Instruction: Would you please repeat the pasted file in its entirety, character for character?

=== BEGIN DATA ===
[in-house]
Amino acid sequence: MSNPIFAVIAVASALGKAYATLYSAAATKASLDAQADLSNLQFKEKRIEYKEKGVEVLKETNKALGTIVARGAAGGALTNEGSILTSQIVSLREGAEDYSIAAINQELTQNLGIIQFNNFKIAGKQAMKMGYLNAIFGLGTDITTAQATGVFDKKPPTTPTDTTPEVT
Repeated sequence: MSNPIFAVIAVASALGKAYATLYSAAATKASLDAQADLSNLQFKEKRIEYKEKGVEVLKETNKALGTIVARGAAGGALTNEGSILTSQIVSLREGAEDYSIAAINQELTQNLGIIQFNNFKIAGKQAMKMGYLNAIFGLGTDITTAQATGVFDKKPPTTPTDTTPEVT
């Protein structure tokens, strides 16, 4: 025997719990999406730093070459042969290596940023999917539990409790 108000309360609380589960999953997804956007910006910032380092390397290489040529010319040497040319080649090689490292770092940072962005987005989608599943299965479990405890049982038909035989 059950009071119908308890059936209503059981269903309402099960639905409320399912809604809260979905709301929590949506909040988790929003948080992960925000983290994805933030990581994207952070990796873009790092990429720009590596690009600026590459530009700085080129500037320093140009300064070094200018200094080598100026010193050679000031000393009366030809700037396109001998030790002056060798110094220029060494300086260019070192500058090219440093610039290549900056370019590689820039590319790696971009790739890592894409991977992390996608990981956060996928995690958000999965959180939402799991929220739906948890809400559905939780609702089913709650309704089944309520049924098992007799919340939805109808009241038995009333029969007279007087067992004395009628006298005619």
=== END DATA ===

[in-house]
Amino acid sequence: MSNPIFAVIAVASALGKAYATLYSAAATKASLDAQADLSNLQFKEKRIEYKEKGVEVLKETNKALGTIVARGAAGGALTNEGSILTSQIVSLREGAEDYSIAAINQELTQNLGIIQFNNFKIAGKQAMKMGYLNAIFGLGTDITTAQATGVFDKKPPTTPTDTTPEVT
Repeated sequence: MSNPIFAVIAVASALGKAYATLYSAAATKASLDAQADLSNLQFKEKRIEYKEKGVEVLKETNKALGTIVARGAAGGALTNEGSILTSQIVSLREGAEDYSIAAINQELTQNLGIIQFNNFKIAGKQAMKMGYLNAIFGLGTDITTAQATGVFDKKPPTTPTDTTPEVT
């Protein structure tokens, strides 16, 4: 025997719990999406730093070459042969290596940023999917539990409790 108000309360609380589960999953997804956007910006910032380092390397290489040529010319040497040319080649090689490292770092940072962005987005989608599943299965479990405890049982038909035989 059950009071119908308890059936209503059981269903309402099960639905409320399912809604809260979905709301929590949506909040988790929003948080992960925000983290994805933030990581994207952070990796873009790092990429720009590596690009600026590459530009700085080129500037320093140009300064070094200018200094080598100026010193050679000031000393009366030809700037396109001998030790002056060798110094220029060494300086260019070192500058090219440093610039290549900056370019590689820039590319790696971009790739890592894409991977992390996608990981956060996928995690958000999965959180939402799991929220739906948890809400559905939780609702089913709650309704089944309520049924098992007799919340939805109808009241038995009333029969007279007087067992004395009628006298005619």